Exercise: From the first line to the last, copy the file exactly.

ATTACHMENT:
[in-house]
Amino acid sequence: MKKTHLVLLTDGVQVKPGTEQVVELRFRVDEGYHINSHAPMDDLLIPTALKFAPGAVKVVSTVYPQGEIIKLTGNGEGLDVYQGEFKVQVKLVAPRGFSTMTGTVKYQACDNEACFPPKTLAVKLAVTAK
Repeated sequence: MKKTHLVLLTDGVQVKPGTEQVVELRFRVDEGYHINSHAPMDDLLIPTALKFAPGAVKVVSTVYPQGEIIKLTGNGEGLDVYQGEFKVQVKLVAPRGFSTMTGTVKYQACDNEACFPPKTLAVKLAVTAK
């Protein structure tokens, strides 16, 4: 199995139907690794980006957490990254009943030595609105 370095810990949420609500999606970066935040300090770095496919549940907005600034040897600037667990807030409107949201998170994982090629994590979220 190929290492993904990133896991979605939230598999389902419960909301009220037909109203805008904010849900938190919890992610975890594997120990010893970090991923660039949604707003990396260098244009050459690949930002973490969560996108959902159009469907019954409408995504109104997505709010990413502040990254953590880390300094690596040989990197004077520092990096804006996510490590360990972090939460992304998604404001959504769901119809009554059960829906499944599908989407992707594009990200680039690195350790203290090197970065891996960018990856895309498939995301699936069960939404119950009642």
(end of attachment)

[in-house]
Amino acid sequence: MKKTHLVLLTDGVQVKPGTEQVVELRFRVDEGYHINSHAPMDDLLIPTALKFAPGAVKVVSTVYPQGEIIKLTGNGEGLDVYQGEFKVQVKLVAPRGFSTMTGTVKYQACDNEACFPPKTLAVKLAVTAK
Repeated sequence: MKKTHLVLLTDGVQVKPGTEQVVELRFRVDEGYHINSHAPMDDLLIPTALKFAPGAVKVVSTVYPQGEIIKLTGNGEGLDVYQGEFKVQVKLVAPRGFSTMTGTVKYQACDNEACFPPKTLAVKLAVTAK
């Protein structure tokens, strides 16, 4: 199995139907690794980006957490990254009943030595609105 370095810990949420609500999606970066935040300090770095496919549940907005600034040897600037667990807030409107949201998170994982090629994590979220 190929290492993904990133896991979605939230598999389902419960909301009220037909109203805008904010849900938190919890992610975890594997120990010893970090991923660039949604707003990396260098244009050459690949930002973490969560996108959902159009469907019954409408995504109104997505709010990413502040990254953590880390300094690596040989990197004077520092990096804006996510490590360990972090939460992304998604404001959504769901119809009554059960829906499944599908989407992707594009990200680039690195350790203290090197970065891996960018990856895309498939995301699936069960939404119950009642």